A family friend, Jamie, shares how “I’ve known Cliff and Linda for just over five years. I lost my husband to cancer and then I found this music family and Linda and Cliff took me in their family. And here I am today, I can talk about it and not cry.”

The Nimans are still attending many coffee house events around town, but the Coffee Meister in Santee remains a staple on their musical map. Tim Woods is the organizer of the open-mic evenings there and he says, “My friendship with Cliff has been through the music. We feel that we are like a family, everybody cares about each other and people are supportive.”

Niman’s plans for the future are “to keep living.”

“How do you stay old? You just don’t die,” he said. “I am preparing my 90th birthday already, same place, same time.”

It is Niman’s turn to perform now. His wife is watching him adoringly, sitting on the steps leading to the stage. She wears her long, wavy hair down and looks very much in love, singing along with her husband. Earlier in the day, she shared how he proposed on the third date: “You don’t know it yet, but we are going to be married,” he said. Linda Niman told the story of going on a road trip and eloping at one of the courthouses found on the road, while wearing overalls and flannel shirts. Mrs. Niman smiles seductively when asked what kind of husband Mr. Niman is.

“What do you mean? Let’s put it this way, he cleans the toilet and does the dishes and you can’t beat that.”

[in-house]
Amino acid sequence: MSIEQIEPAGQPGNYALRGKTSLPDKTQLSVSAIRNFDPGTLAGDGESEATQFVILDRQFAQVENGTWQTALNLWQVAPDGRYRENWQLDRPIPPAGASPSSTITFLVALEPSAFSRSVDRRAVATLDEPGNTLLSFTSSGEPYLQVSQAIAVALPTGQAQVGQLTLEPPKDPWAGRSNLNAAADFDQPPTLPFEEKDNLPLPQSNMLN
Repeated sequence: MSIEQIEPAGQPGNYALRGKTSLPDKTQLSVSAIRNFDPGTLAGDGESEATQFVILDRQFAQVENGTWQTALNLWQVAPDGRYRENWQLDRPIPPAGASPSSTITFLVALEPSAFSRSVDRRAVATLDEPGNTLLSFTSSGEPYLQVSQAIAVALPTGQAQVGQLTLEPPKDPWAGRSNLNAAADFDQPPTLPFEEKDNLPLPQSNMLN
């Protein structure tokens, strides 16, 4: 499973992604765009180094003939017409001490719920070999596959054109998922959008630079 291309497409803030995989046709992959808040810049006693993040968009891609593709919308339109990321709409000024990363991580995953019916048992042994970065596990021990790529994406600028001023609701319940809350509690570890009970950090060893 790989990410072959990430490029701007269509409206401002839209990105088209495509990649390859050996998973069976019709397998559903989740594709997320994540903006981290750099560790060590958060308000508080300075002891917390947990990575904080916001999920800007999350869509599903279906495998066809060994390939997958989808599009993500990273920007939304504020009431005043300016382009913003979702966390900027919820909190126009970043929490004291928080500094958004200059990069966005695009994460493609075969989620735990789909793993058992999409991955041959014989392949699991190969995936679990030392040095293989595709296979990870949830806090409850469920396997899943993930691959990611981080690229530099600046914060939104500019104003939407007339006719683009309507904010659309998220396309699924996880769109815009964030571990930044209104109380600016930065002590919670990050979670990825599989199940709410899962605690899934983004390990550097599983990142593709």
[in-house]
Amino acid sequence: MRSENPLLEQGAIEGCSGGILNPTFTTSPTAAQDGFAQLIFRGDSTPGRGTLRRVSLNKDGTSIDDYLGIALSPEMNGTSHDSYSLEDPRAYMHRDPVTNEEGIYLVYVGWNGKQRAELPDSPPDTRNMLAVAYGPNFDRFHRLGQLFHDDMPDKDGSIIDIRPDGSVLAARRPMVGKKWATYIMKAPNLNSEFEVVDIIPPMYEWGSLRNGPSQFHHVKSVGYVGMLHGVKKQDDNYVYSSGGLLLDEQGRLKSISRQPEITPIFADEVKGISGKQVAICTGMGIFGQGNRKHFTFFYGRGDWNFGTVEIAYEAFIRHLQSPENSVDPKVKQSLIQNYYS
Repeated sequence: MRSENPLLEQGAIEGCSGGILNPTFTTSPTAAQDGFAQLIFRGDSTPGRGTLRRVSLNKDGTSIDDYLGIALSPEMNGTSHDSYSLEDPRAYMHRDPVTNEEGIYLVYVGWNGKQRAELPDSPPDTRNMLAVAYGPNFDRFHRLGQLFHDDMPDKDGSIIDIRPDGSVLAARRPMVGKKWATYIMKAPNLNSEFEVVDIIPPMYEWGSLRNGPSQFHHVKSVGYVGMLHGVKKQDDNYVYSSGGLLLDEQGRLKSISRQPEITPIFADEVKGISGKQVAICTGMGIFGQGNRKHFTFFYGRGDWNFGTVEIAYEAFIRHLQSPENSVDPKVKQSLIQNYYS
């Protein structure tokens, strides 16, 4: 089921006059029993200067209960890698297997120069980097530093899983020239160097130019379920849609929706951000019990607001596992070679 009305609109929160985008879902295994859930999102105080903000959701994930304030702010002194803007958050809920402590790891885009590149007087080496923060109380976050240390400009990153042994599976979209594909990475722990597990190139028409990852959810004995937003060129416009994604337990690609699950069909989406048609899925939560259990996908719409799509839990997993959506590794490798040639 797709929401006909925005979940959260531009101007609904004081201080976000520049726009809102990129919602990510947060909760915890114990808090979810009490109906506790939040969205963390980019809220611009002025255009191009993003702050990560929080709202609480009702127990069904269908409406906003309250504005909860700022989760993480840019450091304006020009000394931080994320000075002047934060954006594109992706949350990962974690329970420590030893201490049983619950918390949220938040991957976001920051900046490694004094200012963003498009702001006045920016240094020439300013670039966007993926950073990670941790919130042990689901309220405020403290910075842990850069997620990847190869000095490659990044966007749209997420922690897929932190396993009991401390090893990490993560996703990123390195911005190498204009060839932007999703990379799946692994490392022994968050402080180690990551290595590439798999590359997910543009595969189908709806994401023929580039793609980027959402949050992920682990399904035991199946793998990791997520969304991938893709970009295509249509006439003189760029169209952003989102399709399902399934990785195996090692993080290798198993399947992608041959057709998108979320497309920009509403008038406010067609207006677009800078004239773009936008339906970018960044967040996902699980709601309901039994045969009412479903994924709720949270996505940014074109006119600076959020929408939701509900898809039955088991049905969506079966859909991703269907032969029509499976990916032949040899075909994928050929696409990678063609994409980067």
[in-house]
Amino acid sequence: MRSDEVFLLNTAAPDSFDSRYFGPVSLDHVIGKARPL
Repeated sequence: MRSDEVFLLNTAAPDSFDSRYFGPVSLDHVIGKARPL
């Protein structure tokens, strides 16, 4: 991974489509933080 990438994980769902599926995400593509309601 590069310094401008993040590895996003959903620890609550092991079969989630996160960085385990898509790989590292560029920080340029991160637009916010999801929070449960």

Mrs. Niman confesses she is not a musician, but loves music and is very encouraging of her husband.

“I can’t sing, but I sing with him,” she says. 

Displayed on a table near by along with several other old photos and memorabilia, a younger version of her husband, looking a lot like E.A. Poe, and holding an old guitar is watching over the fun. This may be the same guitar an old friend used to pawn out to Niman until the day he died. Niman wanted to return the guitar to his friend’s mom, but she asked him to keep it.

People are up and dancing as the day brings purple and reddish tones in the sky and Niman starts singing one of the songs he wrote with John Souther. It fits with an earlier confession when Mr. Niman explained how he comes up with songs.

“Something I’d see in the news and I’d say, there’s a song in that and I have to express my feelings. Sometimes I can’t sing the song in front of the people because I am a little too pointed with the direction I go, because a lot of stuff disturbs me today, a lot of stuff.” Here it goes:

“Take it, Mr. Steve,” cues the singer to the harmonica player, while the magic power of music makes everybody feel forever young under the rising moon.